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Bluetree2010-05-02 06:30:46 +0000 #1
What is the nature of suffering when running?

Someone posted previously (I think KSH) about the difference between hurting from injury and hurting from pushing your body to the limit. When I am swimming or cycling, I know when I'm tapped out, muscles hurting, quads completely empty, all-over aching but in a feel-good way.

However, when I run it hurts in an all-different way, usually when I'm past my "comfort zone" of 5-6 miles. Sharp jarring pain in my lower back, shooting pains up the backs of my thighs. I usually stop because of these pains, not because my aerobic capacity has been reached. There seems to be no aftereffects on the day-after, other than a slight stiffness.

Since I've never been much of a runner, I don't know if these pains are the usual "suffering" everyone goes through, or if it is symptomatic of injury/damage. I can run a 5k with no problems, but if I'd like to do the Oly distance.
rocknrollgirl2010-05-02 06:44:30 +0000 #2
I am currently running pain free (knock wood) for the first time in my life. I attribute that to two things:

1. I stay off the road as much as possible and trail run

2. I am building my distance slowly, slowly, slowly.....

And I agree with you, when I hurt on the bike, I do not feel hurt, and yet when I hurt in the feels like an injury.

Shrugging my shoulders.....
Hammer2010-05-02 06:59:25 +0000 #3
If you're not used to running, it takes a LONG time to build up mileage without injury. Cycling isn't as hard on the body... Mileage increase isn't comparable to running. With cycling if you get to 70% of a century distance once, you can do the full distance. I don't know that I would do that running.

Granted, my long run is only 3 or so miles. But I've been working on that a long time. I've been spending a few months just running 2 and 3 miles before I try to proceed foward to 5 and 6.

Over at people keep saying to only increase your distance each week by 10 percent. Then every couple weeks scale back the mileage again for a recovery week.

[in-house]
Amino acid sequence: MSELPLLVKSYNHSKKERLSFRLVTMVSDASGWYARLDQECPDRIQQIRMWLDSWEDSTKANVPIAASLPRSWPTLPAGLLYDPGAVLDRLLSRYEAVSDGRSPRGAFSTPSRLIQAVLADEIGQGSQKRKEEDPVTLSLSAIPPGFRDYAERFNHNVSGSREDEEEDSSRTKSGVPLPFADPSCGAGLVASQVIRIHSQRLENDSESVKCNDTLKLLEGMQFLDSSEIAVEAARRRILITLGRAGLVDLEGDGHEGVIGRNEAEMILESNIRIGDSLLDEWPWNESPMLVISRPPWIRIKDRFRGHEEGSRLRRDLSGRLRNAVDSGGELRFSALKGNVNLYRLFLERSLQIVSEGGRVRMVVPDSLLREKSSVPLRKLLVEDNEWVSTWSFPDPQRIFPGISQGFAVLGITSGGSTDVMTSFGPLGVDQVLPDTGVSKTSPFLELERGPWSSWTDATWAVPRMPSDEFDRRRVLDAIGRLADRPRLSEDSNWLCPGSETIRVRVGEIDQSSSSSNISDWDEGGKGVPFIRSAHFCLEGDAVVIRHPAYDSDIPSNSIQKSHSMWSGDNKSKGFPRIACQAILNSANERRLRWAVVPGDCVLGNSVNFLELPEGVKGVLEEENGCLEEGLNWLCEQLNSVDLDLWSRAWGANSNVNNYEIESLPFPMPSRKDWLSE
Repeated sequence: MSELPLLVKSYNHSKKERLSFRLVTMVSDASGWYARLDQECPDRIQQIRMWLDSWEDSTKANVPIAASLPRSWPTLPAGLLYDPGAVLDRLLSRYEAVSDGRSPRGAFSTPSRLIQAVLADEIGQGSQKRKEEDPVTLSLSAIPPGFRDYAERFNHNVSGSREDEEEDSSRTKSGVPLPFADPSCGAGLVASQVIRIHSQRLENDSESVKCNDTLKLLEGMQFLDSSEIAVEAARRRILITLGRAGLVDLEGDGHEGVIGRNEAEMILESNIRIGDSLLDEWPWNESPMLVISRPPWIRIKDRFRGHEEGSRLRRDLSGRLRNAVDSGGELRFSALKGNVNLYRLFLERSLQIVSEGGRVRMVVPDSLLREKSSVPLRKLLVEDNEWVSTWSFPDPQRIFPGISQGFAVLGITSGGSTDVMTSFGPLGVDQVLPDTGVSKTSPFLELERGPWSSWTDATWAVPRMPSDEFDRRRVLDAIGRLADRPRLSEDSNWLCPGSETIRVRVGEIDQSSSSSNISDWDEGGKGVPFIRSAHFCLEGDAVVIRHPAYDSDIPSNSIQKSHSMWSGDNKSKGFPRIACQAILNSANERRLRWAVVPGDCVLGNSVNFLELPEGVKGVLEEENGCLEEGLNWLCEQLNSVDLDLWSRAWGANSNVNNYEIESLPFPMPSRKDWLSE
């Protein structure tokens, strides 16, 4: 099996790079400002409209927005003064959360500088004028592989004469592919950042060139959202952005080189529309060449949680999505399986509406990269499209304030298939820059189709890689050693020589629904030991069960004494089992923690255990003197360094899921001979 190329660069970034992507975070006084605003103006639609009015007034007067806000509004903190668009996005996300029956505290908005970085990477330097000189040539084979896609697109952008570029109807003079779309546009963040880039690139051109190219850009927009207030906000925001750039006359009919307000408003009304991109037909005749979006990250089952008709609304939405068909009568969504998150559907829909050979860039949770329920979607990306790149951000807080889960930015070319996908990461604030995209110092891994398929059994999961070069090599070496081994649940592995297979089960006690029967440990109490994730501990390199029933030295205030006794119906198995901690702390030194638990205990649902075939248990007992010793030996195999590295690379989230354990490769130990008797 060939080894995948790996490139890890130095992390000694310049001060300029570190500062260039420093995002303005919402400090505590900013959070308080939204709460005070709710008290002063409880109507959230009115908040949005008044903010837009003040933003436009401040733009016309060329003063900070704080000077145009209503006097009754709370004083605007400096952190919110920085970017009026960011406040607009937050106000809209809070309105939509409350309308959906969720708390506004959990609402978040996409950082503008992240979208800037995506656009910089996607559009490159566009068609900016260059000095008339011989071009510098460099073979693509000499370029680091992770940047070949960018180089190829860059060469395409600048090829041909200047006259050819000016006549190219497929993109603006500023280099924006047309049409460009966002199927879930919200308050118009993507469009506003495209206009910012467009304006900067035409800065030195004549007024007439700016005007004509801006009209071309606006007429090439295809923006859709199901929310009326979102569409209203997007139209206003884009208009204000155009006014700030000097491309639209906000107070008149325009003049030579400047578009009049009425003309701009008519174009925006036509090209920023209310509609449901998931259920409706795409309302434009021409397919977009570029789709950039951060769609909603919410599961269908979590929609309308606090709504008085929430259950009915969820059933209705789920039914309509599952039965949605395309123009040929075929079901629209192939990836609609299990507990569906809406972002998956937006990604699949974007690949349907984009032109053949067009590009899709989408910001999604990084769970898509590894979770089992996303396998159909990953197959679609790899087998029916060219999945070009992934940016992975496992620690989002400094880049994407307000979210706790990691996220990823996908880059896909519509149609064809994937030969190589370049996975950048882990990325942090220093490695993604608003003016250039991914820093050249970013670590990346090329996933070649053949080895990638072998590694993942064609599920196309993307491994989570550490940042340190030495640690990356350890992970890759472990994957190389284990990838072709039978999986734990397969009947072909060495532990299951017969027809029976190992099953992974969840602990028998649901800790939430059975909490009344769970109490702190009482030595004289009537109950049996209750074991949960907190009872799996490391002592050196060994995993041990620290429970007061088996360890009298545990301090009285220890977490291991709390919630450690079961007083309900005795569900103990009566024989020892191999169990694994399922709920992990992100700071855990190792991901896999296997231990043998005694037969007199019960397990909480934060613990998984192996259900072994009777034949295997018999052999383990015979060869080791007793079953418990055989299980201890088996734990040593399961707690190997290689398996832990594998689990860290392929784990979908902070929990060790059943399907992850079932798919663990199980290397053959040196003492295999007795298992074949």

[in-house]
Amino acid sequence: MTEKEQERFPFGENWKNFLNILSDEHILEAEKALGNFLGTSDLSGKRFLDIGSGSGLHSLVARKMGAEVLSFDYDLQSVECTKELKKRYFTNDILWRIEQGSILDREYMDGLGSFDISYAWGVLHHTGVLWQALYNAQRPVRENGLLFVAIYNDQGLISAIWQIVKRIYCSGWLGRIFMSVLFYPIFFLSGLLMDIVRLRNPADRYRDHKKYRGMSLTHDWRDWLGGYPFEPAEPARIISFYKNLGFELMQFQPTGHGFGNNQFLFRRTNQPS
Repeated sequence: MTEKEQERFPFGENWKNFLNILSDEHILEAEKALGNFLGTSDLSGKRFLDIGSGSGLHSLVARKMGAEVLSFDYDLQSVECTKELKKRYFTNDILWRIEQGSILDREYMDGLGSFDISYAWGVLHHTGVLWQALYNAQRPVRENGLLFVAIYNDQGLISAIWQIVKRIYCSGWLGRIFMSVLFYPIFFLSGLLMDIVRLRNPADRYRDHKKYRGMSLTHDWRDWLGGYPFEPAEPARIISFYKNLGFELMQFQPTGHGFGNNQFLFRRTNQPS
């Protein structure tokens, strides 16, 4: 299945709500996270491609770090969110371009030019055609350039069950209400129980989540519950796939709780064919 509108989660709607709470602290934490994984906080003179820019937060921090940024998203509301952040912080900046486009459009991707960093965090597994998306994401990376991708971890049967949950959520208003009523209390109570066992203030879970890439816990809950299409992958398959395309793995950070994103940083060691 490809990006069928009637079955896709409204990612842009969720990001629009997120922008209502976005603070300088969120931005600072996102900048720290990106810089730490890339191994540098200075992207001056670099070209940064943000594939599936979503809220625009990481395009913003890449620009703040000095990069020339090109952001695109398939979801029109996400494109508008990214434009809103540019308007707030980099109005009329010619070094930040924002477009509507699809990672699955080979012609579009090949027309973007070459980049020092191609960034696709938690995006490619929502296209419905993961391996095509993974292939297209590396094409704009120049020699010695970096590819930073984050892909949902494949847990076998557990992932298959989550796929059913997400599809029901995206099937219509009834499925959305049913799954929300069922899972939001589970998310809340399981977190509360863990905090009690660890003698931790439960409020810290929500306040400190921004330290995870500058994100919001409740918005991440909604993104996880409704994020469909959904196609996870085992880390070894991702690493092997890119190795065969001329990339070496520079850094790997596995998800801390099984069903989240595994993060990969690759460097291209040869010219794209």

It's a pretty good site for running info, just like this website is good for information primarily of a cycling nature.

Guage your body just like with cycling.

It just takes less running to equal the same impact as cycling. If your joints are hurting the next day, rest them longer or scale back the effort and do a recovery day of walking or something.
kaybee2010-05-02 07:39:06 +0000 #4
Bluetree, you could be hurting because, as you said, you're out of your comfort zone, and pushing your body to go farther than it's accustomed to. I've always thought that runners have a high tolerance for pain because running always hurts in some manner, but you learn what's a "good" hurt and what's a "bad" hurt after a while. If you're not in pain the next day, you're probably fine, but if you have pain other than muscle soreness or stiffness the next day, you should back off the distance. I will say that I have had the sharp, shooting pains up the backs of my legs, and that was not a good thing -- turns out I had pinched nerves in my back. So, watch the shooting pains, since they usually are not a "good" hurt, and build your mileage VERY slowly. By the way, are your shoes in good condition and appropriate for your feet? I've had more problems from wearing the wrong shoes than anything else.

Wahine2010-05-02 08:09:14 +0000 #5
Gradually increasing pain during a run with increased effort is how I think of suffering. It should go away when you stop or back off and it shouldn't linger into the next day or two except as sore muscles.

Sharp pain is not usually under the same category. Sometimes it shows up on a run but isn't there on the next run. In this case it's not worth worrying about. But if it is coming on consistently with effort and shooting pain into your legs, you may be causing nerve irritation in your back.

I would recommend backing off the speed, or moving to a softer surface such as trails (Like RnR suggested). If you're already running slowly for that increased distance, I would try going to a 10 min run, 1 min walk schedule when you are going to run long and don't increase your long runs by more that 15 min per week. Then I would add more core strengthening, maybe a pilates class to your training. After about 3 to 4 weeks of this, you could go back to trying some faster running or more continuous effort on long runs and see if the sharp pain is gone. It may be that as you increase your distance, your core musculature is unable to stabilize your low back area and this in turn leads to the sharp pain. Hence the need for abdomenal strengthening.
alpinerabbit2010-05-02 08:26:43 +0000 #6
I had leg-dragging, air-gasping, eye-popping agony on the 4th (&last) round of my "competition" run beginning of december. I no longer registered the pretty Xmas lights overhead. Just hanging onto BF for dear life and finish, because I did not want to "give up" the pace he was setting (easy for him).

Other n that my hips started going "rusty" at the end of my 2 longest runs so far (after an hour and more) - it felt a bit like sciatica. It went away overnight though.
Offthegrid2010-05-02 07:40:15 +0000 #7
I'm doing a beginner running program and am only on 3 minutes of jogging at a time. Those are the longest 3 minutes EVER. It hurts like nothing else. No bike ride or swim could ever be this painful.

But it's fun.



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